To test the wider applicability of this method, the team used different lidars to generate maps of multiple scenes such as tunnels and road surface markings based on their reflectivity, and compared their display quality. They then applied the above method in a highway scenario to optimize the visual output.
Point cloud comparison for tunnels
In railway tunnels, drivers usually position and inspect their railcars through the identification numbers on the power poles. Therefore, good detection and display of power poles is crucial for the construction of a tunnel reference map.
In this test, the team created maps using the following four different lidars, including Livox Horizon. The Rail-SLAM algorithms, developed by the project team, were applied to the latter three lidars, and all output results were generated based on their default reflectivity.
Image 7.1 Post-processed image generated using premium mapping-grade laser scanners and professional-grade navigation equipment
Image 7.2 Image generated by a high-beam semi-solid state lidar commonly used in intelligent traffic applications
Image 7.3 Image generated by a traditional mechanical 16-beam lidar
Image 7.4 Mapping by Livox Horizon
As shown in the image above, the map generated by Livox Horizon can already distinguish features such as the railway tracks and poles due to its high-precision measurement of reflectivity.
Road Markings Detection
Based on their extensive test experience, the team found that many lidars in the market are not able to distinguish road surface markings using default reflectivity, especially faint markings. Based on tests of the following real-time output generated by different lidars on RViz, 16 or 32-beam traditional mechanical lidars (i.e., fewer beams) are essentially unable to detect road surface markings and diamond-shaped road signs.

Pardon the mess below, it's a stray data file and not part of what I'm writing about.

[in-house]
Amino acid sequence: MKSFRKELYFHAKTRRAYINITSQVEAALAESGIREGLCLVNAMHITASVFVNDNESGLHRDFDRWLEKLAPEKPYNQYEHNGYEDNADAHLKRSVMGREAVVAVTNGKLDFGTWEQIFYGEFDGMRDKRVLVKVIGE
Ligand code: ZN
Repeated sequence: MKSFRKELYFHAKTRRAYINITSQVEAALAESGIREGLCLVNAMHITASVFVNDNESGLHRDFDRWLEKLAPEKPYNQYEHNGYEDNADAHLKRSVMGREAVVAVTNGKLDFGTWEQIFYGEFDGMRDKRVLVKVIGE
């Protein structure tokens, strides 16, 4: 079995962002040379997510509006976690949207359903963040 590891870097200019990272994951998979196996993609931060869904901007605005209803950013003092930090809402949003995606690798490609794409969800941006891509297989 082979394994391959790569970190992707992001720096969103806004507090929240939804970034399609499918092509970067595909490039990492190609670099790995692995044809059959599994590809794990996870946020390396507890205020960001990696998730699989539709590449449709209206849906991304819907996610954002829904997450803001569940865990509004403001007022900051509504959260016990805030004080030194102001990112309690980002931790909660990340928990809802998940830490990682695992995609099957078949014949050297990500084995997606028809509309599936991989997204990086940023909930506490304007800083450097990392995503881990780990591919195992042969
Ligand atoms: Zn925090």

Image 8.1 Detection output by Livox Horizon
Image 8.2 Detection output by a traditional 16-beam lidar
Image 8.3 Detection output by a traditional 40-beam lidar
Image 8.4 Detection output by a traditional 64-line lidar
With Livox’s material optimization and high-precision resolution, we can see that Livox Horizon lidars deliver the best display results for road signs and surface markings.
Based on the above test on reflectivity, the team further applied the optimization methods in a highway scenario to facilitate the creation of a high-precision semantic map. To obtain a high-precision three-dimensional map of an urban area, the team deployed multiple Livox lidars with large FOV to map a large scene.
Image 9 Eight-lidar mapping platform (6 Livox Horizon and 2 Livox Tele-15)
Image 10 Detection result after adjustment
Video 2 Mapping of a large highway scene
After reflectivity optimization, the Chinese characters on the road sign and surface (Image 10) became clear, which is helpful for feature selection by high-resolution map-makers and the work of map annotators.
The multiple tests above demonstrate that the high-precision reflectivity annotation by Livox lidars can yield excellent results for the detection of railway and road features such as road surface markings and railway tracks. The visualization outcome can be further enhanced through specific coloration patterns, to better assist in manual inspection and semantic annotation during high-precision mapping.
VaST Research Team of Wuhan University
The Versatile and Smart Transportation (VaST) group at Wuhan University is a research team led by Professor Lou Yidong and Professor Song Weiwei focused on self-driving applications for rail transportation. The team has achieved notable results in the field of high-precision positioning and environmental monitoring for rail transportation, with some of their research outcomes having been applied on a massive scale in railcars operated by the China Railway Shanghai Group.
 Wang, Y., Lou, Y., Song, W., & Tu, Z. (2022). A Tightly-Coupled Framework for Large-Scale Map Construction with Multiple Non-Repetitive Scanning LiDARs. IEEE Sensors Journal.